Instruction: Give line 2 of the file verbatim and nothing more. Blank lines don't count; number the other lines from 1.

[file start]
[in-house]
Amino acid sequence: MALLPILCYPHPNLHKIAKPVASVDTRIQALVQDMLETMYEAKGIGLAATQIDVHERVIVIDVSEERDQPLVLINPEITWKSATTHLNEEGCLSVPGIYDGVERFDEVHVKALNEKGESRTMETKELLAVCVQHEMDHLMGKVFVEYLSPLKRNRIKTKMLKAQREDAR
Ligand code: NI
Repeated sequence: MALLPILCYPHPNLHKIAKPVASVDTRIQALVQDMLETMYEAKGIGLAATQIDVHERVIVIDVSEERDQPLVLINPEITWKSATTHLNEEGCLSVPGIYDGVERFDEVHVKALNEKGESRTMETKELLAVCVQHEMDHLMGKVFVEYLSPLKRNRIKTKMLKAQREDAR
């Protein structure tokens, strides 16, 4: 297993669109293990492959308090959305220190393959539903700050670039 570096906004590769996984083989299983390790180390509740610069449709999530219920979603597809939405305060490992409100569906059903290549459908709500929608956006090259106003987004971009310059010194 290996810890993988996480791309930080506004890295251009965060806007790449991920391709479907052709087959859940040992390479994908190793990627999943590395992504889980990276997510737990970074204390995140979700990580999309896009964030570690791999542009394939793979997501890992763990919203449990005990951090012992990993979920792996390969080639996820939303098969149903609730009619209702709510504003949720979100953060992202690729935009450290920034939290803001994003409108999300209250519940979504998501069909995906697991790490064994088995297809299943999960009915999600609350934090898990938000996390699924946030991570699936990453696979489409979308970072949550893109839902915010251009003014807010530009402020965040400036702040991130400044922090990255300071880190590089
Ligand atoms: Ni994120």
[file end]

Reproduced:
Amino acid sequence: MALLPILCYPHPNLHKIAKPVASVDTRIQALVQDMLETMYEAKGIGLAATQIDVHERVIVIDVSEERDQPLVLINPEITWKSATTHLNEEGCLSVPGIYDGVERFDEVHVKALNEKGESRTMETKELLAVCVQHEMDHLMGKVFVEYLSPLKRNRIKTKMLKAQREDAR